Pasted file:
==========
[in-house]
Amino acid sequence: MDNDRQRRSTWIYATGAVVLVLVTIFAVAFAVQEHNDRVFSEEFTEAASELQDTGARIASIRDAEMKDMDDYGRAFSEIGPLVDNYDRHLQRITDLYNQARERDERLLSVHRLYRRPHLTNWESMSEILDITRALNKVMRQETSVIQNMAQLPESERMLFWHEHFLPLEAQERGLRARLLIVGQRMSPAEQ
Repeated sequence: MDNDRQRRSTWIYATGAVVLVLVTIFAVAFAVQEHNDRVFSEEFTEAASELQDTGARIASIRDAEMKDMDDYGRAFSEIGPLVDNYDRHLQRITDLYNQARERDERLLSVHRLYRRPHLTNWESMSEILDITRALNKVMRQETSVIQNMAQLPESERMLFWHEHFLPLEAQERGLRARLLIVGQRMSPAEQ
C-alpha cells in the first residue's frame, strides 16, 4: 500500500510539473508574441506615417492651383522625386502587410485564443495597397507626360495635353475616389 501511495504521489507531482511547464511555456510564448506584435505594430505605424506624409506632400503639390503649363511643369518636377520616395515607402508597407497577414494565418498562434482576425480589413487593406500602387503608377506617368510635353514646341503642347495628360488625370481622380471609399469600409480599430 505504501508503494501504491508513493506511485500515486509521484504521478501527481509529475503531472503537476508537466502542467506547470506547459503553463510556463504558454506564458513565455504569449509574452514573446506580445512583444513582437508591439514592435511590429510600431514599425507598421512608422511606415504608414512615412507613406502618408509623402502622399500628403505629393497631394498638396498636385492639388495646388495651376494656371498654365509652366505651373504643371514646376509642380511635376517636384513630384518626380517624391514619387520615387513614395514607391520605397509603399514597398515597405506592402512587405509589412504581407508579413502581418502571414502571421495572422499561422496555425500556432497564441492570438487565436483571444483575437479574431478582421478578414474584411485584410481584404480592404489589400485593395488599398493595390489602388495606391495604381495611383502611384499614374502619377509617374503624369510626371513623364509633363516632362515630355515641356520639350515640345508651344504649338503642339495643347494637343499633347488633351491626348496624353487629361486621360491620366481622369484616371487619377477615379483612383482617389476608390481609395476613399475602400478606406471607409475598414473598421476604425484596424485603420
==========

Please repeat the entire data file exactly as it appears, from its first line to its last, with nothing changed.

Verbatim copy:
[in-house]
Amino acid sequence: MDNDRQRRSTWIYATGAVVLVLVTIFAVAFAVQEHNDRVFSEEFTEAASELQDTGARIASIRDAEMKDMDDYGRAFSEIGPLVDNYDRHLQRITDLYNQARERDERLLSVHRLYRRPHLTNWESMSEILDITRALNKVMRQETSVIQNMAQLPESERMLFWHEHFLPLEAQERGLRARLLIVGQRMSPAEQ
Repeated sequence: MDNDRQRRSTWIYATGAVVLVLVTIFAVAFAVQEHNDRVFSEEFTEAASELQDTGARIASIRDAEMKDMDDYGRAFSEIGPLVDNYDRHLQRITDLYNQARERDERLLSVHRLYRRPHLTNWESMSEILDITRALNKVMRQETSVIQNMAQLPESERMLFWHEHFLPLEAQERGLRARLLIVGQRMSPAEQ
C-alpha cells in the first residue's frame, strides 16, 4: 500500500510539473508574441506615417492651383522625386502587410485564443495597397507626360495635353475616389 501511495504521489507531482511547464511555456510564448506584435505594430505605424506624409506632400503639390503649363511643369518636377520616395515607402508597407497577414494565418498562434482576425480589413487593406500602387503608377506617368510635353514646341503642347495628360488625370481622380471609399469600409480599430 505504501508503494501504491508513493506511485500515486509521484504521478501527481509529475503531472503537476508537466502542467506547470506547459503553463510556463504558454506564458513565455504569449509574452514573446506580445512583444513582437508591439514592435511590429510600431514599425507598421512608422511606415504608414512615412507613406502618408509623402502622399500628403505629393497631394498638396498636385492639388495646388495651376494656371498654365509652366505651373504643371514646376509642380511635376517636384513630384518626380517624391514619387520615387513614395514607391520605397509603399514597398515597405506592402512587405509589412504581407508579413502581418502571414502571421495572422499561422496555425500556432497564441492570438487565436483571444483575437479574431478582421478578414474584411485584410481584404480592404489589400485593395488599398493595390489602388495606391495604381495611383502611384499614374502619377509617374503624369510626371513623364509633363516632362515630355515641356520639350515640345508651344504649338503642339495643347494637343499633347488633351491626348496624353487629361486621360491620366481622369484616371487619377477615379483612383482617389476608390481609395476613399475602400478606406471607409475598414473598421476604425484596424485603420